Book review: “Receiving the 12 Blessings of Israel” by Paul Thangiah

This past Sunday, a youth speaker was asked to give a talk on the Be One youth event given by President Nelson. As asked by the President of the Church, I had also been participating in the social media fast that week, but I didn’t have the opportunity to watch the entire broadcast. My interest was piqued when she mentioned the talk by Sister Nelson on the gathering of Israel. To illustrate the reality of the gathering of Israel, Sister Nelson shared an experience from her visit to Russia:

While President Nelson met with priesthood leaders, I had the privilege of meeting with nearly 100 of our sisters. I love our Russian sisters. They are spectacular! When I stepped to the pulpit to speak, I found myself saying something I’d never anticipated. I said to the women: “I’d like to get to know you by lineage. Please stand as the tribe of Israel that represents the lineage declared in your patriarchal blessing is spoken.”

“Benjamin?” A couple of women stood. “Dan?” A couple more. “Reuben?” A few more stood. “Naphtali?” More stood. As the names of the twelve tribes of Israel were announced—from Asher to Zebulun—and as the women stood, we were all amazed with what we were witnessing, feeling, and learning. How many of the twelve tribes of Israel do you think were represented in that small gathering of fewer than 100 women on that Saturday in Moscow? Eleven! Eleven of the twelve tribes of Israel were represented in that one room! The only tribe missing was that of Levi. I was astonished. It was a spiritually moving moment for me.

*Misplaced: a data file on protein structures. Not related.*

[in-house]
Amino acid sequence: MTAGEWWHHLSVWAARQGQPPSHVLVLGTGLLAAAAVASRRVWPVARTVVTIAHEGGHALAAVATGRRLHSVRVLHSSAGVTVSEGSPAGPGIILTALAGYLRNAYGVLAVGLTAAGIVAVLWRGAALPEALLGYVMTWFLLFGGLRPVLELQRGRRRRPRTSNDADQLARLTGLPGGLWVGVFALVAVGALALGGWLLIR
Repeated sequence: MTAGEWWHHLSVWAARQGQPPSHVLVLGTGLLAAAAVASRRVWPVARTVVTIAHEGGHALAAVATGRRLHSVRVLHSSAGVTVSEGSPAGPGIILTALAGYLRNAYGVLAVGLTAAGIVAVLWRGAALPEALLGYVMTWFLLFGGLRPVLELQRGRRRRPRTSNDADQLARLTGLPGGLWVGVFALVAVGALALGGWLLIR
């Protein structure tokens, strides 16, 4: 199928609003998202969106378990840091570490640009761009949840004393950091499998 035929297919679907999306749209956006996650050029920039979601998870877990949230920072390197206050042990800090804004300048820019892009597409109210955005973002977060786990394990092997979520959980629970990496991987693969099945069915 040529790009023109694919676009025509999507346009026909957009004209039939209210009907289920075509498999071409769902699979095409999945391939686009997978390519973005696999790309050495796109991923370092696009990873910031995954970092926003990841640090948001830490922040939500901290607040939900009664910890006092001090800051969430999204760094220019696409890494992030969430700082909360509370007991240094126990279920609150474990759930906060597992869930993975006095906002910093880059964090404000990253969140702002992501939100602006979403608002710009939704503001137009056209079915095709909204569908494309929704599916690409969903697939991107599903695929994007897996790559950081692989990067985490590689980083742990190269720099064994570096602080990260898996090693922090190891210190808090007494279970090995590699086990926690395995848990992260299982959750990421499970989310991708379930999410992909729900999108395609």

I haven’t paid much attention to my own lineage assigned through my patriarchal blessing, but this time, this talk was like a little snag that caught my mind. I had just been reading Planet Narnia in which C. S. Lewis tried to capture the essence of each planet in the Ptolemaic universe and used it as a symbol of the divine character. I thought perhaps that the twelve tribes of Israel could also be used as such a system of symbols. I have read the Old Testament before, but I felt like the references to the individual tribes was rather scanty. Admittedly out of laziness (I tell myself I don’t want to reinvent the wheel) I looked to see if there were any books with the intent of fleshing out the character of the twelve tribes. This one was one of two that I settled on. The book starts out with a premise that I felt nicely aligned with the unique aspect of LDS liturgy, the designation of lineage:

I am positive that at some point, each of us will be able to identify with one or more of the tribes I talk about. We will find ourselves in a situation similar to a particular tribe and say, “Hey, I know what Judah must have felt!” Or we will say, “I’m just going through what Reuben went through.”